On appeal, the government contends the district court lacked jurisdiction to entertain Moreno's motion. Under Federal Rule of Appellate Procedure 28(a)(4)(A), regardless of his pro se status, Moreno must show the factual and legal basis for the district court's jurisdiction. See United States v. Woods, No. 15–3304, ––– F. App'x ––––, ––––, 2016 WL 3457754, at *2 (10th Cir. June 23, 2016) (“Even a pro se appellant has an affirmative obligation to inform us in the opening brief of the basis for the district court's jurisdiction.”); Garrett v. Selby Connor Maddux & Janer, 425 F.3d 836, 841 (10th Cir. 2005) (noting that Rule 28 applies to pro se litigants as well as those represented by counsel). Moreno fails to satisfy this burden.
Moreno identifies no basis for the district court's jurisdiction in his opening brief on appeal, but in his reply brief, he cites 28 U.S.C. § 1331 as his jurisdictional basis. But § 1331 did not provide the district court jurisdiction to proceed with this case.2
As a panel of this court has observed, when, as here, an indigent defendant seeks “to have the court reporter's backup audiotapes placed in the record pursuant to 28 U.S.C. § 753(b) and the applicable regulations enacted by the Judicial Conference of the United States,” the sole means by which the defendant may “obtain that relief, if at all, [is] through a writ of mandamus.”3 United States v. Mondragon-Avilez, 263 F. App'x 691, 693 (10th Cir. 2008) (unpublished) (citation omitted). Here, Moreno has not pursued relief under that remedy. Because the district court had no jurisdiction over Moreno's claim, and because Moreno has not sought mandamus, we conclude that the district court lacked jurisdiction to hear Moreno's case.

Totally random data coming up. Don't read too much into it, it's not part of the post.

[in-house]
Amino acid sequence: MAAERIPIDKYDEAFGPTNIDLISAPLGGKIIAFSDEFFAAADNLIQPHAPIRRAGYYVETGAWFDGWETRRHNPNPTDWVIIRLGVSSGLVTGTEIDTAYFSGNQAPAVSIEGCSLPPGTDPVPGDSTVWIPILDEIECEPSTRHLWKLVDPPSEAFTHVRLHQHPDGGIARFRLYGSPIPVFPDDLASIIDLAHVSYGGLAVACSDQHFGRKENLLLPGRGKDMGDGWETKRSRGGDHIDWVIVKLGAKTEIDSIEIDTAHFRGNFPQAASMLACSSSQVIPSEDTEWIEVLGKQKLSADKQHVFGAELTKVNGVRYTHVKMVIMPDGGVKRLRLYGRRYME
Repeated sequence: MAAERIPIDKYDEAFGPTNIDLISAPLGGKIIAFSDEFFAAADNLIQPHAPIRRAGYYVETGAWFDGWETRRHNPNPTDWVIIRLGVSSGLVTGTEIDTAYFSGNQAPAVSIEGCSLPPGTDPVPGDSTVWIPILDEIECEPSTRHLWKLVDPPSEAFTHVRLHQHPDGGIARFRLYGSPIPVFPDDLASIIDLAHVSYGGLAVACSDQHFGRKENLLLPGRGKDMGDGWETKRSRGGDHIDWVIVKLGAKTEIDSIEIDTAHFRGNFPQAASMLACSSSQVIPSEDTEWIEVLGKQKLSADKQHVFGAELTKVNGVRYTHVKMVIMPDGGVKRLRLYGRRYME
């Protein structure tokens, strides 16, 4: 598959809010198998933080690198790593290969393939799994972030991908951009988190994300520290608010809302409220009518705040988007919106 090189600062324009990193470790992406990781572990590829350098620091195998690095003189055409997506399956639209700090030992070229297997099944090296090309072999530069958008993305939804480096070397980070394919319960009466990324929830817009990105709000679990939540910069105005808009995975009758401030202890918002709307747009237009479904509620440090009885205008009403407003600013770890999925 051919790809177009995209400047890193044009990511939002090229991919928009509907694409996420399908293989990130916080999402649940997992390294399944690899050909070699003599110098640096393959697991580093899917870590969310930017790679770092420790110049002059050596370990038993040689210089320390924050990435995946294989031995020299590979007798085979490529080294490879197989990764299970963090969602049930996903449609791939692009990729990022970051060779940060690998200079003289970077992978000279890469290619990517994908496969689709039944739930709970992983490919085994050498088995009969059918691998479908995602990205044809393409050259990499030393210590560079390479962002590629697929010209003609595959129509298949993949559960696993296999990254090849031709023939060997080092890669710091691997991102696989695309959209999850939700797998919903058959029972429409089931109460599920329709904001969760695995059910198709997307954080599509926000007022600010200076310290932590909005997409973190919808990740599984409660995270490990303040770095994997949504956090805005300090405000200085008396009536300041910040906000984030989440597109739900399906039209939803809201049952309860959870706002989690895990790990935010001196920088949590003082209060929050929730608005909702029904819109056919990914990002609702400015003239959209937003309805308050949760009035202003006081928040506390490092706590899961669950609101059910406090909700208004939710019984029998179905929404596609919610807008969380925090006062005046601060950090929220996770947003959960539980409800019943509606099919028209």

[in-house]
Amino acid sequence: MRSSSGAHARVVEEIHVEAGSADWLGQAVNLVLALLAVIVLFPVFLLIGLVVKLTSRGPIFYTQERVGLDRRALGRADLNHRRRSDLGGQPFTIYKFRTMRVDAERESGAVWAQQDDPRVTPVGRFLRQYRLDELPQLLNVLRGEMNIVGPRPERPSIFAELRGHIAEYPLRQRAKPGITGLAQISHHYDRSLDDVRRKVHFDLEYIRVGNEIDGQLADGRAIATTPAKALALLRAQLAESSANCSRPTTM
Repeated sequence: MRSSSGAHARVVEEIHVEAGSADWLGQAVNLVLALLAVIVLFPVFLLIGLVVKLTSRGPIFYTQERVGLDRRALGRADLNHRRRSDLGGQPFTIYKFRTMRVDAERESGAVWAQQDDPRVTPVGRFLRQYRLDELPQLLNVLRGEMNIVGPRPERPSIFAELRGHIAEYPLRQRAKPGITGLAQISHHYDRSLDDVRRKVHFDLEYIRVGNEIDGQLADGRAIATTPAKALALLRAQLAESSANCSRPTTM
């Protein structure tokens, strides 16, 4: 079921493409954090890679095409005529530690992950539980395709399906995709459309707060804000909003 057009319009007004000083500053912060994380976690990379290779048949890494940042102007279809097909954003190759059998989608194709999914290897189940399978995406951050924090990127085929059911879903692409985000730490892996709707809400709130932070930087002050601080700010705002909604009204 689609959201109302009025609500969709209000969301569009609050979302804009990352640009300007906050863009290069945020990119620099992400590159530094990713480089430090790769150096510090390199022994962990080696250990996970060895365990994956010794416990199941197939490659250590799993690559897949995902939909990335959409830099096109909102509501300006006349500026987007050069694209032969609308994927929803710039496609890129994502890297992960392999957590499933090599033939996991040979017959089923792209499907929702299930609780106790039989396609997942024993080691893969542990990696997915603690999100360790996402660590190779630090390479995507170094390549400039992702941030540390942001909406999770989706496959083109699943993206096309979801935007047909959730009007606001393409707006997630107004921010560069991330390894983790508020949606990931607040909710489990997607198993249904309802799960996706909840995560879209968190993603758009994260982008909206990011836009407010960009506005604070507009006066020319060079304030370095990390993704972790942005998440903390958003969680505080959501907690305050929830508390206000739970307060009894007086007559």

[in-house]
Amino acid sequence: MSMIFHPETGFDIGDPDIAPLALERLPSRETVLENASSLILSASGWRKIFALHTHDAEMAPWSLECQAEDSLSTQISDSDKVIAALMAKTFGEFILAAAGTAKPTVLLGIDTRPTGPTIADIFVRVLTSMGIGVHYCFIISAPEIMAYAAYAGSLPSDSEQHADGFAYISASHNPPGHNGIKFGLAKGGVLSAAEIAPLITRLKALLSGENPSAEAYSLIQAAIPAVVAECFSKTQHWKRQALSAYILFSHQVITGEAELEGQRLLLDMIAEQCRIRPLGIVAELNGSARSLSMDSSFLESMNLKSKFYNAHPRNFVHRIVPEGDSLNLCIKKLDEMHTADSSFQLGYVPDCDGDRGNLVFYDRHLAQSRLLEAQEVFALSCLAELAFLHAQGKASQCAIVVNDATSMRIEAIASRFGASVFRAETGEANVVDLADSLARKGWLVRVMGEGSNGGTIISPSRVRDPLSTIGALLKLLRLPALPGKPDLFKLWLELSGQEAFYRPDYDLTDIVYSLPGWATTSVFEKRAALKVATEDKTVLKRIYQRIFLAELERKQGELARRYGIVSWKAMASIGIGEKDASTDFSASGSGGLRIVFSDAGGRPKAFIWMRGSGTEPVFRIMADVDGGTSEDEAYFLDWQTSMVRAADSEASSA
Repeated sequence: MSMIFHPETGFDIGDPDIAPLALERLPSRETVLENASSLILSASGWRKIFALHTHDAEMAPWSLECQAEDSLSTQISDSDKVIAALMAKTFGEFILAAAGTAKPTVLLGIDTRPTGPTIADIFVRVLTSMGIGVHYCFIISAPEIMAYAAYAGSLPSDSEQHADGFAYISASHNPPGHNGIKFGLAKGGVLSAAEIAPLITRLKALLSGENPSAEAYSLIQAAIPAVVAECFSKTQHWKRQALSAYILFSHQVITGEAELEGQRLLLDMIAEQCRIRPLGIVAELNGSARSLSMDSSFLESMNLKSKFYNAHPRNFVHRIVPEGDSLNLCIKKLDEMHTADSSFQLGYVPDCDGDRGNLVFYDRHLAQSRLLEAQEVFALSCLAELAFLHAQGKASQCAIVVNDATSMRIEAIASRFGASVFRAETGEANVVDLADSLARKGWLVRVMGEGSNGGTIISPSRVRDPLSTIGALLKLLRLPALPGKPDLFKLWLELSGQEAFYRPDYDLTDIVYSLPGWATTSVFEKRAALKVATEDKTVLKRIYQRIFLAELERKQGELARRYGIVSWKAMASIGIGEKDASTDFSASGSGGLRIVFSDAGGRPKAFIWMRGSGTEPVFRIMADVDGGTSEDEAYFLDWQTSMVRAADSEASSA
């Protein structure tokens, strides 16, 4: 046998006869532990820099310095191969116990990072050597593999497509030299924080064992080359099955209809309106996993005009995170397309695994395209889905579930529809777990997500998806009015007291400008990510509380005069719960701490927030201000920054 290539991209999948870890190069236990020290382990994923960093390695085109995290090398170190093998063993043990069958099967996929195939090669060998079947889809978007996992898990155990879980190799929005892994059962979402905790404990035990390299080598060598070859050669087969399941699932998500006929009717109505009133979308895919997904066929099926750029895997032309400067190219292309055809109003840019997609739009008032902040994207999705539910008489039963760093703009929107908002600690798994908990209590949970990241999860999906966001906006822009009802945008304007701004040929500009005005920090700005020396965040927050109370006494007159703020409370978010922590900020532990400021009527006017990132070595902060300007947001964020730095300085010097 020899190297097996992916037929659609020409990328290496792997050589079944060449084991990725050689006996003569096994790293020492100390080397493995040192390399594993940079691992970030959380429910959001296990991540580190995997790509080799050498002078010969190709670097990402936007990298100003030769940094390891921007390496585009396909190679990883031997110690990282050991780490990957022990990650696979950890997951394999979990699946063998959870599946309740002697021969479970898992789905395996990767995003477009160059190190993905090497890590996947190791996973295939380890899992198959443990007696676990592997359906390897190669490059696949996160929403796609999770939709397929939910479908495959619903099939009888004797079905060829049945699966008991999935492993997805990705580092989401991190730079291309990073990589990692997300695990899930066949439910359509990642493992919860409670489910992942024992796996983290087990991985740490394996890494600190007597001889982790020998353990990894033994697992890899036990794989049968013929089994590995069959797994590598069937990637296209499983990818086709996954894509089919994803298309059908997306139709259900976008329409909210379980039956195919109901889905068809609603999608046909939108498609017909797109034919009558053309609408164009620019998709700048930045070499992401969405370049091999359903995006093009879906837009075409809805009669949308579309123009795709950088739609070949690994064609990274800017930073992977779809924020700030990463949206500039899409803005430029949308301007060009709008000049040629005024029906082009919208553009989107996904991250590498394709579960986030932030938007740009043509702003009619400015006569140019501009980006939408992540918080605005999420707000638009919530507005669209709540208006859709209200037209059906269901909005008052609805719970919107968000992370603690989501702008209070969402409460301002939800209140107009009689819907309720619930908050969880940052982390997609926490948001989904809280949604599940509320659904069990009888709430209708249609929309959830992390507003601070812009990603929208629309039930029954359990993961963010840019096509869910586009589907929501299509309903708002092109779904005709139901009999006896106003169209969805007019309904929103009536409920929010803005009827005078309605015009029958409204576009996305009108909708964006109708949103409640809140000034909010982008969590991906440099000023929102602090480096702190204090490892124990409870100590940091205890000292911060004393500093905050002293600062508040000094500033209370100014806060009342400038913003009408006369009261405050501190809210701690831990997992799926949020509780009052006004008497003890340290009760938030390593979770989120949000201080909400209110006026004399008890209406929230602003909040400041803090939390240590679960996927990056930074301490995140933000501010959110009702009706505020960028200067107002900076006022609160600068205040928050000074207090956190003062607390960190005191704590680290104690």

Because the district court lacked jurisdiction to proceed with this case, we vacate its order and remand for it to dismiss on that basis. Further, because the district court lacked jurisdiction, we deny as moot Moreno's motion to supplement the opening brief and motion to proceed in forma pauperis.
1. Because Moreno appears pro se, we liberally construe his arguments, stopping short of serving as his advocate. See Hall v. Bellmon, 935 F.2d 1106, 1110 (10th Cir. 1991).
2. But if the audio recordings Moreno seeks were part of the original record (and not merely backup recordings), jurisdiction would exist under § 1331. See Smith v. U.S. Dist. Court Officers, 203 F.3d 440, 441 (7th Cir. 2000) (“[T]here is a federal common law right to access to federal judicial records which can be enforced by means of an ordinary suit under 28 U.S.C. § 1331.” (citation omitted)).
3. 28 U.S.C. § 1361 grants a district court “original jurisdiction of any action in the nature of mandamus to compel an officer or employee of the United States or any agency thereof to perform a duty owed to the plaintiff.”
Gregory A. Phillips, Circuit Judge